Tuesday, March 01, 2011


How the athletic shoe was born in Eugene, Oregon. Bill Bowerman was Phil Knight's track coach at U Oregon. Together, they founded Nike.

William Jay "Bill" Bowerman (February 19, 1911 – December 24, 1999) was an American track and field coach and co-founder of Nike, Inc. Over his career, he trained 31 Olympic athletes, 51 All-Americans, 12 American record-holders, 24 NCAA champions and 16 sub-4 minute milers. During his 24 years as coach at the University of Oregon, the Ducks track and field team had a winning season every season but one, attained 4 NCAA titles, and finished in the top 10 in the nation 16 times.

Oregonian: ... Phil Knight is Nike's well-known business and marketing brain, but Bowerman was its mad scientist. His eureka moment came one Sunday morning in 1971 in that house overlooking the McKenzie River.

Bill and Barbara were fixing breakfast -- Barbara wasn't at church, a common mis-telling -- as Bill raised a familiar topic: how to make shoes lighter and faster. Oregon's Hayward Field was transitioning from a cinder to an artificial-surface track, and Bill wanted a sole without spikes that could grip equally well on grass or bark dust.

"It was one of the few (footwear-related) things he ever talked to me about, so it was kind of fun for me," Barbara told Reames in an interview he conducted for Nike in 2006. "I picked out a couple pieces of jewelry and things that had stars on them, or things that we thought would indent or make a pattern on the soles. We were making the waffles that morning and talking about (the track).

"As one of the waffles came out, he said, 'You know, by turning it upside down -- where the waffle part would come in contact with the track -- I think that might work.'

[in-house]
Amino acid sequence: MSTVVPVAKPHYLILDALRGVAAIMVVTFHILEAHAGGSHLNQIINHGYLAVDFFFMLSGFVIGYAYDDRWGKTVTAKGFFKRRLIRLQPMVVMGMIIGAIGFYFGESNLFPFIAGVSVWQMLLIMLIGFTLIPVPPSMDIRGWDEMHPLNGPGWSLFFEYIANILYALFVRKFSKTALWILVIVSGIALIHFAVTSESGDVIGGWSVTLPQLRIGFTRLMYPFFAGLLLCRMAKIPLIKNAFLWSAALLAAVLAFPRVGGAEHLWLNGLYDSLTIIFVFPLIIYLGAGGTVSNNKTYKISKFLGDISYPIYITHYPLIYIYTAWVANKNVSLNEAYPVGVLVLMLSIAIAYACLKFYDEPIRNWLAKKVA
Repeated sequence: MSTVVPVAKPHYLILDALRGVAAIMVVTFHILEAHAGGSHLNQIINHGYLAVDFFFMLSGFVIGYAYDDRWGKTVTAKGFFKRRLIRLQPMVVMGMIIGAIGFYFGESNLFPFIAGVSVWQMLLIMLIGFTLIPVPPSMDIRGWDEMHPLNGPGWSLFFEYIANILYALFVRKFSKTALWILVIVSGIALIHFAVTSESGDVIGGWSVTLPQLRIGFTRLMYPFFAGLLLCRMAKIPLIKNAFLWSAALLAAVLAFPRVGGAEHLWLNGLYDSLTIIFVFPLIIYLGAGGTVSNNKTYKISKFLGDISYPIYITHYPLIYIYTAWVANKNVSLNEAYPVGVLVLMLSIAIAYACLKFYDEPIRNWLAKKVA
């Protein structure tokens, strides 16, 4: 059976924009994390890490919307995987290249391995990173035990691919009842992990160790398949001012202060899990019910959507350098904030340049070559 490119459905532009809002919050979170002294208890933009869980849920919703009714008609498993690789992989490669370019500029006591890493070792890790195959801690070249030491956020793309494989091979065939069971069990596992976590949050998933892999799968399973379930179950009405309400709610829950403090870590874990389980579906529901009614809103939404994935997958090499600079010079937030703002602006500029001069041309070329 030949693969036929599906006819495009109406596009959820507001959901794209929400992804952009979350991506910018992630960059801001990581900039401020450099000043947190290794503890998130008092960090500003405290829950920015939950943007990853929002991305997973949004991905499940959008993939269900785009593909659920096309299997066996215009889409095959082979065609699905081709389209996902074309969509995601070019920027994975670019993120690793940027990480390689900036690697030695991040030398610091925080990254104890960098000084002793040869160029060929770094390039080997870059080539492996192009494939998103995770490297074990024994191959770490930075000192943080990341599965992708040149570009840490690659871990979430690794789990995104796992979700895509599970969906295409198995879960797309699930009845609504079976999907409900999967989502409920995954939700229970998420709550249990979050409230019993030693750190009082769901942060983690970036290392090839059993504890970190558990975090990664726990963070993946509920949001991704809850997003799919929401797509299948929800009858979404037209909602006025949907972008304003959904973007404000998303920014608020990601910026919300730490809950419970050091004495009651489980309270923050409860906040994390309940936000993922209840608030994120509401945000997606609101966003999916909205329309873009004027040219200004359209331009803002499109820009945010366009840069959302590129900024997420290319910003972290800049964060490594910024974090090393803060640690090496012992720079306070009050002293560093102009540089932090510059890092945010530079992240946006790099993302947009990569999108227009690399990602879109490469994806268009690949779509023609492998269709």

"So he got up from the table and went tearing into his lab and got two cans of whatever it is you pour together to make the urethane, and poured them into the waffle iron."

Bill's breakthrough spawned Nike's Waffle Trainer, released in 1974, the first innovation in a company that became known for them. Before it, most athletic soles were flat with shallow patterns. The waffle had nubs that protruded like the tread on a motorcycle tire.

The distinctive shoe took off, Nike's "air" technology used in Air Jordan basketball shoes soon followed, and the Swoosh was on its way to becoming the top-selling athletic brand in the world.

Future champions at Hayward Field:


LondonYoung said...

My degree in physics taught me how to back out from an automobile's stopping distance its maximum useful horsepower as a function of speed and its theoretical optimal 0-60 acceleration time. But this relies on the simple coefficient of friction model. I don't remember learning much that would help with tire or trainer design since the model I was taught says "it's all the same". I wonder how serious the physics in sneaker design is. In tires for passenger cars I think the number one consideration is always hydroplaning.

David said...

I suspect that way-back-when it was a bigger issue. Rubberized tracks are soft and tacky [and were new at the time], so you want as much surface of your shoe hitting it so you don't slip. Running [cross-country] in the grass and leaves is a slicker proposition, so you want nubs sticking out to catch the ground. The waffle-racer style shoes struck a balance. Nubs small enough to be absorbed by the track but as big as they can be for running the meets in the fall.

Nowadays, most people race most of the time in spikes [yay plastic!].

steve hsu said...

They have a sports science lab in Beaverton at Nike headquarters. It's probably more engineering and human physiology than physics, but what they do looks like fun!

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